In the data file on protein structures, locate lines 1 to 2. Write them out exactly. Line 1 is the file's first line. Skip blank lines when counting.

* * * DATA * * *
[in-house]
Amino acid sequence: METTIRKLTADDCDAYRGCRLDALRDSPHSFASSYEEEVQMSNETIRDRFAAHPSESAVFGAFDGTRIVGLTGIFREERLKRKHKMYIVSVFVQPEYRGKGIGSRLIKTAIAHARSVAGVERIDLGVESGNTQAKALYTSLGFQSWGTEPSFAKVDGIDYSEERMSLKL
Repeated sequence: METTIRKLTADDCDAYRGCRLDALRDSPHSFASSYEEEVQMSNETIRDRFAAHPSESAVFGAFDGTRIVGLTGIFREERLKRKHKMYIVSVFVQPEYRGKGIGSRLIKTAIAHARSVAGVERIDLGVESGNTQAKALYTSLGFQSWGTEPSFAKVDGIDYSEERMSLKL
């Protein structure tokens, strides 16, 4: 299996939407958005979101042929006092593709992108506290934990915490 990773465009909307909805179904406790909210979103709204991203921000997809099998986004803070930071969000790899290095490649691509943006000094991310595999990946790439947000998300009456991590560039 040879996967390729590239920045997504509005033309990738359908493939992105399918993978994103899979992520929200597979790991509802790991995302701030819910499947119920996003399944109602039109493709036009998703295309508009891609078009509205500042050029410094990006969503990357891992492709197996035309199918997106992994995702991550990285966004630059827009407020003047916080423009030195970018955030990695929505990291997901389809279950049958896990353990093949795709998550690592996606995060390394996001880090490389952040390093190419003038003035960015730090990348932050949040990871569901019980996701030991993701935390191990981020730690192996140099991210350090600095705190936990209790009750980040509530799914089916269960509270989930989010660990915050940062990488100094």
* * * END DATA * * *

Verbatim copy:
[in-house]
Amino acid sequence: METTIRKLTADDCDAYRGCRLDALRDSPHSFASSYEEEVQMSNETIRDRFAAHPSESAVFGAFDGTRIVGLTGIFREERLKRKHKMYIVSVFVQPEYRGKGIGSRLIKTAIAHARSVAGVERIDLGVESGNTQAKALYTSLGFQSWGTEPSFAKVDGIDYSEERMSLKL